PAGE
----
a2 Milk™ Supports Happier and Healthier Dairy Herds

2019-2020 a2 Milk™ Sustainable Agriculture Landcare Grants 

a2 Milk™ Sustainable Agriculture Landcare grants support farmers by helping them invest in the infrastructure and land management needed to improve the sustainability of their operations.  

Grant projects that receive funding must enhance the sustainability of certified a2 Milk™ dairy farm operations and focus on one or more key priority areas.  Animal welfare and land management are two key priorities.  

In the 2019/20 grants round, two farmers on the Mid North Coast of NSW were supported with grant funding to build infrastructure that led to better herd health as well as helping prevent soil erosion and nutrient run off. This case study showcases their investment and the outcomes that helped make their herds happier and healthier.  


Perryview Farm: Improved laneways 


Mark Perry with his herd
Mark Perry with his dairy herd at Perryview on NSW Mid-North Coast.



Mark Perry operates his dairy on the beautiful Mid North Coast of NSW, an area known for its pristine environment and dairy herds. The region also has a high annual rainfall of 2,000mL, which keeps the pastures lush but creates a headache for Mark as the laneways quickly turn to boggy mud that is made worse with the traffic of his 150 milkers. Not only was it difficult to walk in for the cattle and the workers, but it also caused problems for the health of the herd with cattle getting mastitis and poor hoof health.  

The solution to this issue was to pave and fence the laneways so cattle could readily move between the pastures and the milking shed.  An a2 Milk™ Sustainable Agriculture Landcare Grant funded the project.  

The cement paving gave the animals a much easier and cleaner run regardless of the conditions. Mark said he chose cement over gravel because it “stood up better” due to the area’s high rainfall.  

“Operating a dairy in river country [the Bellingen River flows through the property] it doesn’t matter how much gravel you put down because the high rainfall the gravel doesn’t stay in place long,” Mark said. 



By mid-2020, the concreting was complete, and the majority of the lanes fenced. Despite the rainfall, the cattle laneway provides a clean walkway for the cattle, which pays off with significantly fewer cases of mastitis and fungal infection in their hooves.  “With the health of our cows now improved, we don’t need to take as many cows out of the milking herd,” said Mark.  

Mark adds the dairy’s productivity has also improved as cattle can easily walk between pastures and the milk shed, plus it’s easier for workers to move them.  The new laneway has improved the welfare of the herd and the workers.  

With the laneway concreted and fenced, there is less erosion in the laneway and nutrient run-off, which has been an environmental benefit overall.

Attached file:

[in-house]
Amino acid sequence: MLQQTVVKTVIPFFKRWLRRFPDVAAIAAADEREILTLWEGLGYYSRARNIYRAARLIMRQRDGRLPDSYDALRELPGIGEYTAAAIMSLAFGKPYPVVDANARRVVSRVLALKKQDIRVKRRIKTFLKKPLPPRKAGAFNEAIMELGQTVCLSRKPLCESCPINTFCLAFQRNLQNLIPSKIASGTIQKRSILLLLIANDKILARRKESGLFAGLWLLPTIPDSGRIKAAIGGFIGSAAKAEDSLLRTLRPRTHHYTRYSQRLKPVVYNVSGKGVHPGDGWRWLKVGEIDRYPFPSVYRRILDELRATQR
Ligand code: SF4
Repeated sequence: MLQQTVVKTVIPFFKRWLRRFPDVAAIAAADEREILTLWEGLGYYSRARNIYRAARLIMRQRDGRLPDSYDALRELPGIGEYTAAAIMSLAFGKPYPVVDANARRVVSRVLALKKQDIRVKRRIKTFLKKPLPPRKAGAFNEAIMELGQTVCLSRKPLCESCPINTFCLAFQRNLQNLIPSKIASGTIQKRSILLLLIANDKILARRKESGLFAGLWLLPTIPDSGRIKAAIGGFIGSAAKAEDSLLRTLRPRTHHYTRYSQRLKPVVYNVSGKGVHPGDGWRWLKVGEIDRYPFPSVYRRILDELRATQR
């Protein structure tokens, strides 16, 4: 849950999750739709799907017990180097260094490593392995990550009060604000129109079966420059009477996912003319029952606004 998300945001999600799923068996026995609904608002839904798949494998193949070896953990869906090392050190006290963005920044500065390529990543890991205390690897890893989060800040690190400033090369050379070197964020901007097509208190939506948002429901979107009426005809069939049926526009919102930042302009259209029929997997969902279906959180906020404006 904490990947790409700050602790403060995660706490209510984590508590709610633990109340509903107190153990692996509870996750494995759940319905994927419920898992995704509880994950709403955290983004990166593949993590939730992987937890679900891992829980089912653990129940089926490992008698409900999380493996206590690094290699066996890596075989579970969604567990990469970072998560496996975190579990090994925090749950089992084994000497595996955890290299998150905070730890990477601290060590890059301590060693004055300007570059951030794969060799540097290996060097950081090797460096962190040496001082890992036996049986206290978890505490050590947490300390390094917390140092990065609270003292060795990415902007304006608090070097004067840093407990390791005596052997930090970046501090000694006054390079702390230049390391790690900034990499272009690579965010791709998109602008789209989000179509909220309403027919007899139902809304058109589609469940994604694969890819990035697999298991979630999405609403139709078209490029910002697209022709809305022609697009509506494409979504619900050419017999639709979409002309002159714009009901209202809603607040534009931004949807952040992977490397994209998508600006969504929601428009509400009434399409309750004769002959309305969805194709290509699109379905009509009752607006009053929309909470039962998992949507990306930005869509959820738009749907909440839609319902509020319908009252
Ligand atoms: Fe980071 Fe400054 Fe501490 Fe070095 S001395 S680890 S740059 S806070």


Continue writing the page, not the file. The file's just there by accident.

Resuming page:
Hastings Park: Solar pump powers recycled water 


Leo Hastings and his dog Gus
Leo Cleary with his dog, Gus share a rare quiet moment at Hastings Park, his dairy farm.



Leo Cleary’s 120ha dairy farm, Hastings Park on the NSW Mid North Coast is a family operation firmly focused on the big picture. The Cleary’s ethos is to create a sustainable operation both environmentally, financially and for the welfare of the herd and their team of workers.  

The Clearys wanted to improve the area where the cattle were fed outside the dairy shed. The family invested in a feed pad that consisted of a concrete floor and a series of drains that collected water runoff used to clean down the pad. The set-up also had a waste trap to filter out the manure so the water could be used for the next clean.  

Leo received a 2019-2020 a2 Milk™ Sustainable Agriculture Landcare Grant to purchase a solar water pump to connect into the system so that the water needed would not rely heavily on on-grid power.  



The concrete feed pad has delivered environmental benefits as cattle no longer churn the ground outside the milking shed. The operation has significantly cut down the water drawn from the river.  

“The recycled water used to wash down cut the amount of drawn down from the river [that runs through the property] by 50,000 litres per day,” Leo said.  

The collected manure is used as fertiliser spread on the pastures cutting down their need for chemical fertiliser.  

The system has been in operation since late 2019, and Leo explains he relies on the agronomist and soil test analysis when making decisions about fertiliser application. Still, he is happy with the results so far.  

As a family farm, Leo said they work sustainability into all aspects of the business to pass the farm on from one generation to the next.  

tractor pulling slurry
Captured cow manure (slurry) from feed pad wash being spread on dairy paddocks which returns nutrients to soil at Hastings Park Dairy Farm.

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